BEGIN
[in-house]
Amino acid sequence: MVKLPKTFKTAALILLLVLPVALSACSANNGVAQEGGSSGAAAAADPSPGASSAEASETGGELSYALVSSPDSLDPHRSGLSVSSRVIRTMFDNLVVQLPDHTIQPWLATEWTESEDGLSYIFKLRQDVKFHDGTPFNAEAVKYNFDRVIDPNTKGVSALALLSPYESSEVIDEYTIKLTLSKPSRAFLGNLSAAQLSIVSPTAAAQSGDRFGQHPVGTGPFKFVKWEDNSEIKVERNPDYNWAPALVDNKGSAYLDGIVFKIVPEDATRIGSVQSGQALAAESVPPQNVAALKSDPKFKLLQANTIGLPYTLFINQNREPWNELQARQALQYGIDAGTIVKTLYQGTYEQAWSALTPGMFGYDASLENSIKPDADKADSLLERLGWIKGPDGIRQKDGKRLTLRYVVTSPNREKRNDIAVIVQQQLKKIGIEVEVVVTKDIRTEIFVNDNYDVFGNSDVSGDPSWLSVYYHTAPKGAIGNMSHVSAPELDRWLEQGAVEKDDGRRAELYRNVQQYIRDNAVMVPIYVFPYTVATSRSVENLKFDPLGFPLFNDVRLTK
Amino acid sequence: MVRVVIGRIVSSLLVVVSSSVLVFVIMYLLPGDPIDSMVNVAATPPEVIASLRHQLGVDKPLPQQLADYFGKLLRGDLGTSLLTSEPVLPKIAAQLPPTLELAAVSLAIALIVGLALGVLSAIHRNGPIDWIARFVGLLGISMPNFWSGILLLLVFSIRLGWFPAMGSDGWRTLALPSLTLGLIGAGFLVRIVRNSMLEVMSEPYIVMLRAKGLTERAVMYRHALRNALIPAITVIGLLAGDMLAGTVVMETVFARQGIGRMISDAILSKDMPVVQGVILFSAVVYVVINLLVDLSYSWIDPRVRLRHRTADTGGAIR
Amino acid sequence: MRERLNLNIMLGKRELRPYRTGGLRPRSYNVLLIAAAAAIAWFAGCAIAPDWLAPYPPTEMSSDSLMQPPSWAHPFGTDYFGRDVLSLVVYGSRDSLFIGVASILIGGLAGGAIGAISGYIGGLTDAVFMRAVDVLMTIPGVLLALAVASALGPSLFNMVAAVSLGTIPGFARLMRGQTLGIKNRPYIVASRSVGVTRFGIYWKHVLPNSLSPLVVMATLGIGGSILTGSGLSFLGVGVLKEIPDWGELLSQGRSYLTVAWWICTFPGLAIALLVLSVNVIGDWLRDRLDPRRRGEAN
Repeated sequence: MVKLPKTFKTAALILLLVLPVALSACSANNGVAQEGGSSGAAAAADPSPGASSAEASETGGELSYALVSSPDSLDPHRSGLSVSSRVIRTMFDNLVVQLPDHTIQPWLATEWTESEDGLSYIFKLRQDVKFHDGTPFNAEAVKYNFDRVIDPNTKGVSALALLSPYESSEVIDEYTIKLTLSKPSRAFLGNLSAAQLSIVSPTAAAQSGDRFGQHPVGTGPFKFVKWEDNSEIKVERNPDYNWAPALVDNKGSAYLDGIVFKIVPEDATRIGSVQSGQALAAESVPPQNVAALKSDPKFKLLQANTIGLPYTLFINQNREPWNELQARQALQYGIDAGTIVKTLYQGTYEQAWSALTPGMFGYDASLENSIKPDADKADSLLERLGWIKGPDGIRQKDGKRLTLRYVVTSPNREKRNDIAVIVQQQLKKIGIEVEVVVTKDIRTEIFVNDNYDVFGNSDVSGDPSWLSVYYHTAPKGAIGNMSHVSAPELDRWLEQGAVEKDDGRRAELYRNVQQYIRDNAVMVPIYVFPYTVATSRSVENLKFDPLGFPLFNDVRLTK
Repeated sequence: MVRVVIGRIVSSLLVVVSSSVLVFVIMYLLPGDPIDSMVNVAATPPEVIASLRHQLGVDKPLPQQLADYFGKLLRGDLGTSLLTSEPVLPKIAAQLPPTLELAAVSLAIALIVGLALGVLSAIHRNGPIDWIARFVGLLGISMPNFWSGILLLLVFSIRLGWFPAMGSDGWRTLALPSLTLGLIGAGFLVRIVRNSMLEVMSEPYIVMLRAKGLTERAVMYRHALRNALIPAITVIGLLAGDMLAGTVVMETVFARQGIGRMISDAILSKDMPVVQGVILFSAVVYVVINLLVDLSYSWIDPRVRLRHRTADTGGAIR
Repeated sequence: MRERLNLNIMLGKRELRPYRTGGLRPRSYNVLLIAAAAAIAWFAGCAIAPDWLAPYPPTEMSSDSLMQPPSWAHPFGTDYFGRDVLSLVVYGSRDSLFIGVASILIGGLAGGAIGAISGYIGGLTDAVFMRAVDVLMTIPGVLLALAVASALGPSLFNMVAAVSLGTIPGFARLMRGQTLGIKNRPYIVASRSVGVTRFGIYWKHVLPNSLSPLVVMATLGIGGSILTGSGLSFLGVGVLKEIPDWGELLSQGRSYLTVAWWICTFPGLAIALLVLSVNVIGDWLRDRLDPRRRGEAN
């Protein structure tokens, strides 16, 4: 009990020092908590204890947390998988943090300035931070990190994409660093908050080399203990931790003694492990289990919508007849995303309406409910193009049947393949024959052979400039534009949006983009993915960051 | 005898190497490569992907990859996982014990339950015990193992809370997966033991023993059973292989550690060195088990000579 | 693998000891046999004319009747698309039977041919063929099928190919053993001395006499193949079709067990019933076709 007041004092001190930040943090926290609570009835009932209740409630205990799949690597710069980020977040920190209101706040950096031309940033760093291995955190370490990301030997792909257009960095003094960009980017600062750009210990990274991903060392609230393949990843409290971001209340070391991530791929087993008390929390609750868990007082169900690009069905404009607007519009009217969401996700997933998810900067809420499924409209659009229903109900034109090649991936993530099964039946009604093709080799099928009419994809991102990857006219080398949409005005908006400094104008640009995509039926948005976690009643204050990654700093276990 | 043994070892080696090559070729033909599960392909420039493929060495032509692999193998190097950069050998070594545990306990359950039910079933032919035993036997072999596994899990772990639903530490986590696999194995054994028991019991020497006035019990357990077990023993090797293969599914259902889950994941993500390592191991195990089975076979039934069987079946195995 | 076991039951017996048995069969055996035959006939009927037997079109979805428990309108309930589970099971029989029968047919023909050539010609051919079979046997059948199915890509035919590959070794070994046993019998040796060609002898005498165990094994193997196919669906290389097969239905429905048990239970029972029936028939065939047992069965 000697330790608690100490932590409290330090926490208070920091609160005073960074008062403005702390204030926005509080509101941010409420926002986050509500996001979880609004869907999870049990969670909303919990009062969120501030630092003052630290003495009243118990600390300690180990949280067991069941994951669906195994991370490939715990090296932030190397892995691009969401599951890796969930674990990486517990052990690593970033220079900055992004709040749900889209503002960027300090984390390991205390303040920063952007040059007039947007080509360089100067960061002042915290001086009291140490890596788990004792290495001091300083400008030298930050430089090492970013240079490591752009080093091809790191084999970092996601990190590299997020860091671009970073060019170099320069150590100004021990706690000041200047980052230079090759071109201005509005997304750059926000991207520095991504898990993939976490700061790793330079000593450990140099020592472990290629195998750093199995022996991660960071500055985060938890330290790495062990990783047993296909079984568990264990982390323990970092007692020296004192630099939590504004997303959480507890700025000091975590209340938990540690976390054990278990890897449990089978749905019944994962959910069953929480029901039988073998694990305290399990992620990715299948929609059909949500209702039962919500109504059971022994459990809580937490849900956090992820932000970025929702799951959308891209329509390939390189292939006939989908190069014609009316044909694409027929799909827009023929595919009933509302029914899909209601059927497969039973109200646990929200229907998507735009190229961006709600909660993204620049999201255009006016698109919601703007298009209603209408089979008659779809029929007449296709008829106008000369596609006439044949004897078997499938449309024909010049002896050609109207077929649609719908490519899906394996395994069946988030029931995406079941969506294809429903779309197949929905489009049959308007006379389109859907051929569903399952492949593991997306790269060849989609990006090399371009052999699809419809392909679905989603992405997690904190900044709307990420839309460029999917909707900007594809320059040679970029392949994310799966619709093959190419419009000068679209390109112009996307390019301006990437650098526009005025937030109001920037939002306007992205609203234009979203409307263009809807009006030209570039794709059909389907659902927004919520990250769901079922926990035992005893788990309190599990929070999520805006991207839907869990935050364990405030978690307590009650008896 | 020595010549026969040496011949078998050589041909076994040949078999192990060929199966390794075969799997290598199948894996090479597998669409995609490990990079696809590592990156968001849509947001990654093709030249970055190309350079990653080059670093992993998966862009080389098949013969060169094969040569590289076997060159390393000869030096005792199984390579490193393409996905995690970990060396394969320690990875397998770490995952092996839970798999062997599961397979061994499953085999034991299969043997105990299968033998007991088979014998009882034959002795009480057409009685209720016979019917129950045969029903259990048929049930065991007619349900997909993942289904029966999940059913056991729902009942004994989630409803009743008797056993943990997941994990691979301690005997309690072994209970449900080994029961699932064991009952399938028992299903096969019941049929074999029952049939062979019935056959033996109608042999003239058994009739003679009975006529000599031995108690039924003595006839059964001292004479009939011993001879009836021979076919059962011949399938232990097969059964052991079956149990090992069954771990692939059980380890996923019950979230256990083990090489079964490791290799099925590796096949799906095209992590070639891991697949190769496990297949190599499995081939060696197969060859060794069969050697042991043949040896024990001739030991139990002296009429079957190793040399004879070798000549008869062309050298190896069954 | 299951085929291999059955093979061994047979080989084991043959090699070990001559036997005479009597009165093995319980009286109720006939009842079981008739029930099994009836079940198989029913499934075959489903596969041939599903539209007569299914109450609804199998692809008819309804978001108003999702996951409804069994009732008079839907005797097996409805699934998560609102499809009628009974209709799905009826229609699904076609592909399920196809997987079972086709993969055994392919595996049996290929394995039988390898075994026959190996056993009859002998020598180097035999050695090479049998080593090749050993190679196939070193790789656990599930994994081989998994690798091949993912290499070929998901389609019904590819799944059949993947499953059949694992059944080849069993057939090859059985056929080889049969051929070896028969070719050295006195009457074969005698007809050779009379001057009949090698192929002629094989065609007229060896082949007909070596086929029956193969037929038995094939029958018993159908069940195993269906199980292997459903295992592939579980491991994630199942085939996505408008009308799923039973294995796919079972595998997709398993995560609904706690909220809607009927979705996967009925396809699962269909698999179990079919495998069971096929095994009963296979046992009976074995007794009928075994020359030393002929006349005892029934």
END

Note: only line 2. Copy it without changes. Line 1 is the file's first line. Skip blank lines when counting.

Amino acid sequence: MVKLPKTFKTAALILLLVLPVALSACSANNGVAQEGGSSGAAAAADPSPGASSAEASETGGELSYALVSSPDSLDPHRSGLSVSSRVIRTMFDNLVVQLPDHTIQPWLATEWTESEDGLSYIFKLRQDVKFHDGTPFNAEAVKYNFDRVIDPNTKGVSALALLSPYESSEVIDEYTIKLTLSKPSRAFLGNLSAAQLSIVSPTAAAQSGDRFGQHPVGTGPFKFVKWEDNSEIKVERNPDYNWAPALVDNKGSAYLDGIVFKIVPEDATRIGSVQSGQALAAESVPPQNVAALKSDPKFKLLQANTIGLPYTLFINQNREPWNELQARQALQYGIDAGTIVKTLYQGTYEQAWSALTPGMFGYDASLENSIKPDADKADSLLERLGWIKGPDGIRQKDGKRLTLRYVVTSPNREKRNDIAVIVQQQLKKIGIEVEVVVTKDIRTEIFVNDNYDVFGNSDVSGDPSWLSVYYHTAPKGAIGNMSHVSAPELDRWLEQGAVEKDDGRRAELYRNVQQYIRDNAVMVPIYVFPYTVATSRSVENLKFDPLGFPLFNDVRLTK